Cal Performances Presents Two-Day Symposium On Music Education November 28 And 29 As Part Of The Jan Shrem And Maria Manetti Shrem Orchestra Residency

“Reaching for the Stars: A Forum on Music Education” Features 
Conductor Gustavo Dudamel and El Sistema’s Founder Dr. José Antonio Abreu, Gillian Moore from London’s South Bank Centre and Cal Performances’ Director Matías Tarnopolsky Among Other Celebrated Panelists

Cal Performances continues its important program of orchestras-in-residence on the UC Berkeley campus with the Jan Shrem and Maria Manetti Shrem Orchestra Residency featuring Gustavo Dudamel and the Simón Bolívar Symphony Orchestra (SBSOoV) November 28 and 29.  In recognition of the crucial importance of music education, a centerpiece of the orchestra’s visit is a two-day conference on music education, “Reaching for the Stars.” The conference, chaired by renowned teaching artist Eric Booth, features a panel of esteemed music educators and speakers from around the country and the world including Gustavo Dudamel and Dr. José Antonio Abreu with discussion and workshops focusing on El Sistema programs and methods in Venezuela and around the world.

The “Reaching for the Stars” conference and the Simón Bolívar Symphony Orchestra residency serves as an inspiration and launching point for Cal Performances to announce the start of TEMPO – Teens Empowered by Music Performance Opportunities – a new program designed to enrich the lives of teens by providing them with opportunities to create music and experience performances by the world’s most accomplished artists.  In this inaugural session, students will encounter orchestral music and Venezuelan culture, make music together and attend a performance of SBSO.

The Orchestra Residency also includes performance opportunities for UC Berkeley’s University Chorus and the Pacific Boychoir, a master class with the UC Berkeley Symphony Orchestra led by Maestro Dudamel, a SchoolTime performance and the chance to experience Maestro Dudamel and the Simón Bolívar Symphony Orchestra of Venezuela in two concerts at 8 p.m Thursday and Friday, November 29 and 30 in Zellerbach Hall.  The concert program is a departure from the European orchestral canon, showcasing works from Latin America by Heitor Villa-Lobos, Carlos Chávez, Julián Orbón, Silvestre Revueltas, Esteban Benzecry and Antonio Estévez.

“During this residency we will discover for ourselves, through our conference on music education, ‘Reaching for the Stars,’ the essential nature of music education and how it transforms lives,” said Matías Tarnopolsky. “It is an honor to work with Gustavo Dudamel, Dr. Abreu and the musicians of the Simon Bolivar Symphony Orchestra of Venezuela as we explore how the amazing possibilities they have created with El Sistema might find root in our communities.”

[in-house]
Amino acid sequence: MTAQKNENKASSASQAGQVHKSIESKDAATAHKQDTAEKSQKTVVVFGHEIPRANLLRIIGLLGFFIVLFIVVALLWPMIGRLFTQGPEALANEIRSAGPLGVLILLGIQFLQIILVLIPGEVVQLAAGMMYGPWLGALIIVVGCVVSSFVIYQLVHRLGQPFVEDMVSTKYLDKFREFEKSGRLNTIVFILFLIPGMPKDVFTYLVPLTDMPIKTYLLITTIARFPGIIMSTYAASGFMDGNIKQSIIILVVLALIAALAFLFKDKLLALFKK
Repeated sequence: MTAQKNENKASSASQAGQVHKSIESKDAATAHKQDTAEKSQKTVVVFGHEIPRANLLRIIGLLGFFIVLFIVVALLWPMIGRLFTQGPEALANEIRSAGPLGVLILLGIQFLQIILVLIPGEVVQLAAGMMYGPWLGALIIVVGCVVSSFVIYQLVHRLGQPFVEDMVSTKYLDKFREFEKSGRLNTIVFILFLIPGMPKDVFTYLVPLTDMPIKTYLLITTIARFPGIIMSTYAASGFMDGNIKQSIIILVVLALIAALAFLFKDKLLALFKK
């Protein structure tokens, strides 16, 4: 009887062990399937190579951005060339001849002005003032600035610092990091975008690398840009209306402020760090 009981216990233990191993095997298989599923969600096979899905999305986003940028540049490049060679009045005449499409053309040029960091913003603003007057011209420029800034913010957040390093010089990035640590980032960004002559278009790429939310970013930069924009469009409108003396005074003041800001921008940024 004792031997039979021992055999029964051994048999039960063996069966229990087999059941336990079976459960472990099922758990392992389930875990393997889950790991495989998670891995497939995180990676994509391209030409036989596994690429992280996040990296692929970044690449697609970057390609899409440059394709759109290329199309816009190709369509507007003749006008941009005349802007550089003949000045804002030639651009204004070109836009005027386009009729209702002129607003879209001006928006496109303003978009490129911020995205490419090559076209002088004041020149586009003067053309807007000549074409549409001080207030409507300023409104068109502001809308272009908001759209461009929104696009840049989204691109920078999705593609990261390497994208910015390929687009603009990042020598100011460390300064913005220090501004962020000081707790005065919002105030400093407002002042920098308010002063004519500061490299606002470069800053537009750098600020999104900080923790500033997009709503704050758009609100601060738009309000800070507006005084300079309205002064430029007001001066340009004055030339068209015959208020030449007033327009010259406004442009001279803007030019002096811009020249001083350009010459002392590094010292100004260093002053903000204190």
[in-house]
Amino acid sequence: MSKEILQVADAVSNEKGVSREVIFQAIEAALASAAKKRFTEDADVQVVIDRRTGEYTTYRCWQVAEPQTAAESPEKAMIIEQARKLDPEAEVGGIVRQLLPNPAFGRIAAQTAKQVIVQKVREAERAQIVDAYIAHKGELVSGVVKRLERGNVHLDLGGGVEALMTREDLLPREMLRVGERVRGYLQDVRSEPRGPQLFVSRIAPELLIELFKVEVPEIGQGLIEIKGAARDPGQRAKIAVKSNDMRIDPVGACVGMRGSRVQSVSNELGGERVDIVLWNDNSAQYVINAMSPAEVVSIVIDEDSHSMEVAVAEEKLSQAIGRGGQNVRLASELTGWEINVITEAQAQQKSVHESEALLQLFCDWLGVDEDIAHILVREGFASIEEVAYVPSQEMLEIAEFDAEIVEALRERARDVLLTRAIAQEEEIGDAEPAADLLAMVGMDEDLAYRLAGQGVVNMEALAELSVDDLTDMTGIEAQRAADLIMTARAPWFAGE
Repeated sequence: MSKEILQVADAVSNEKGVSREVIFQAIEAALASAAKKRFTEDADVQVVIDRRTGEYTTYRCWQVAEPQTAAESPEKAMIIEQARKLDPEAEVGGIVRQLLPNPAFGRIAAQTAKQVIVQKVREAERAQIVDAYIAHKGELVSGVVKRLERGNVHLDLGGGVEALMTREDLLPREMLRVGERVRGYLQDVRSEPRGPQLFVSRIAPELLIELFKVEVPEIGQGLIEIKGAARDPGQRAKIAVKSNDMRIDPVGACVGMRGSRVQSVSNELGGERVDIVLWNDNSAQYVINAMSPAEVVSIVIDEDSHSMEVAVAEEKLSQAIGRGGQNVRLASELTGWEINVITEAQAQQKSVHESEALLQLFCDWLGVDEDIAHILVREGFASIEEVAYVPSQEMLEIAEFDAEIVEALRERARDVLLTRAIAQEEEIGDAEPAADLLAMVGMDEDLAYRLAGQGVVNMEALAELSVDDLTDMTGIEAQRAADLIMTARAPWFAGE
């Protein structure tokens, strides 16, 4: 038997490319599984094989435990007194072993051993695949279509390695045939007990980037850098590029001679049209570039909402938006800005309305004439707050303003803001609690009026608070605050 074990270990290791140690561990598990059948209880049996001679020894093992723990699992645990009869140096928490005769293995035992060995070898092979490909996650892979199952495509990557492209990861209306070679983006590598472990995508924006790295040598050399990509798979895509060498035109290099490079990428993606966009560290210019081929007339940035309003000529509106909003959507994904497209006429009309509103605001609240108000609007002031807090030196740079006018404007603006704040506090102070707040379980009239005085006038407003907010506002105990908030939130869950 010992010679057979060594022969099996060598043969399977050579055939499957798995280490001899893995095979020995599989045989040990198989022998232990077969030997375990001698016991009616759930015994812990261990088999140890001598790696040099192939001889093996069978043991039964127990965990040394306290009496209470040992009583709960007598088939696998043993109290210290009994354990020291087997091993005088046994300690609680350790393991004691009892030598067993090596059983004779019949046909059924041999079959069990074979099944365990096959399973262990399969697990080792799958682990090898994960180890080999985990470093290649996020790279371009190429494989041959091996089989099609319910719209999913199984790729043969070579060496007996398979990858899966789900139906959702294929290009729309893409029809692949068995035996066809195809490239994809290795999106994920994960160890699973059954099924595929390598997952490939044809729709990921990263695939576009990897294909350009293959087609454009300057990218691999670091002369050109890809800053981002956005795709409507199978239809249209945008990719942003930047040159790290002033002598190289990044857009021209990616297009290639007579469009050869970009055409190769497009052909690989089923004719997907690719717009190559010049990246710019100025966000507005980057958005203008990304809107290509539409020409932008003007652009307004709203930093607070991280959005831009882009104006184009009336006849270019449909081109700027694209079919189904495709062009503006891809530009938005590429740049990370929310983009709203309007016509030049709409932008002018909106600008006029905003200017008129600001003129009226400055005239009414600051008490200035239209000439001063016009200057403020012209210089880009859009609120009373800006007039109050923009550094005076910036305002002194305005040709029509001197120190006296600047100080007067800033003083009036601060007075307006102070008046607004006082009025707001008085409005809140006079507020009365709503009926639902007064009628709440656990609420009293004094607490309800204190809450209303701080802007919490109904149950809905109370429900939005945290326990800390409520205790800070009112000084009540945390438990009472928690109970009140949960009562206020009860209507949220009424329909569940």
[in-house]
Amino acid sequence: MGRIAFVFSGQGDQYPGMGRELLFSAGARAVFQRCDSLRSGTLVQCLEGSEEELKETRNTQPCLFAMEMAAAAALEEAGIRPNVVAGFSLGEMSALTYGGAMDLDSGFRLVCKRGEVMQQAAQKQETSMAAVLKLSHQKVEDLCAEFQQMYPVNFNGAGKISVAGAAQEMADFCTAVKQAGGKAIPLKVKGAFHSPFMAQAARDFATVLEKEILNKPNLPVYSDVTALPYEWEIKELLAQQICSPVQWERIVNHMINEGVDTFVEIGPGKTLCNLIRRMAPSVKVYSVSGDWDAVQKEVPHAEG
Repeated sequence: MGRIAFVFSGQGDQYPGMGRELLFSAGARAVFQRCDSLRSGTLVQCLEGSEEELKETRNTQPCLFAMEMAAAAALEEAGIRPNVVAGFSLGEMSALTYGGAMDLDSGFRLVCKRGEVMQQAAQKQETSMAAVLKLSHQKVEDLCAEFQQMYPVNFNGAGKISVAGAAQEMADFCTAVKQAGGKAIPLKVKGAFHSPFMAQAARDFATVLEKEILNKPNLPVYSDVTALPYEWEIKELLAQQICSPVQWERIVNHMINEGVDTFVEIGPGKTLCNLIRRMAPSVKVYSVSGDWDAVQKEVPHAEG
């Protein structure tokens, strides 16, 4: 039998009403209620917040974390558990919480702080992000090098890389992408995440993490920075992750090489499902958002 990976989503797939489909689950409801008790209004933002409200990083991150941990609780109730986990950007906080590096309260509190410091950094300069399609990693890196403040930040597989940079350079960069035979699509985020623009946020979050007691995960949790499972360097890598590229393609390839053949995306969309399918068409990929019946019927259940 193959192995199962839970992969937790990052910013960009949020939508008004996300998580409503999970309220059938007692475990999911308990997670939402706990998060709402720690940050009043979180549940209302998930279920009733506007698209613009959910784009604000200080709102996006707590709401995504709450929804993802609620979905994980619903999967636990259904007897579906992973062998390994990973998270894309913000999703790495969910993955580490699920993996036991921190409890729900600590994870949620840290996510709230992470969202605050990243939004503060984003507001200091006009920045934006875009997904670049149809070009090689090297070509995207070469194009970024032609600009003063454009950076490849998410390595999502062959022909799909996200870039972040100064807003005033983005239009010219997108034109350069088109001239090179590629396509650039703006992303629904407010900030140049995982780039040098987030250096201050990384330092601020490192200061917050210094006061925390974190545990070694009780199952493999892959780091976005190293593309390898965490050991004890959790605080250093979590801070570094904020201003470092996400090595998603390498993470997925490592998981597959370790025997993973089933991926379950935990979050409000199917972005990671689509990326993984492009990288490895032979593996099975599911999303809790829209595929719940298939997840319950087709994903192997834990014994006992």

“For the children that we work with, music is practically the only way to a dignified social destiny,” says José Antonio Abreu, the orchestra’s founder and a leader in the music education conference. “Poverty means loneliness, sadness, anonymity. An orchestra means joy, motivation, teamwork, the aspiration to success. Led by the charismatic Dudamel, a graduate of the El Sistema system, the orchestra is the embodiment of the power of music education to transform lives and future possibilities.”

Award-winning teaching artist Eric Booth leads “Reaching for the Stars: A Forum on Music Education” which also features renowned panelists such as conductor Gustavo Dudamel, Dr. José Antonio Abreu who is the founder of the resident orchestra as well as Venezuelan music education program El Sistema, Gillian Moore of London’s Southbank Centre, Leni Boorstin of the Los Angeles Philharmonic, Stanford Thompson of Philadelphia’s Play on Philly in addition to Cal Performances Director Matías Tarnopolsky.

Affordably priced at only $15 per day, “Reaching for the Stars” was created with musicians and educators in mind and is also open to the general public.

The conference begins with “The Transformative Power of Music,” an overview of the music education landscape with contributions from practitioners from around the world, from 1:30-6 p.m. on Wednesday, November 28, followed by “Bringing the Work Forward: The Possibilities for a Musical Education,” focusing on how to have an impact in local schools, from 12-6 p.m. on Thursday, November 29. The Thursday discussion will culminate in a workshop, “What’s Possible: El Sistema and What it Opens For Us.”

Registration and detailed information is available at


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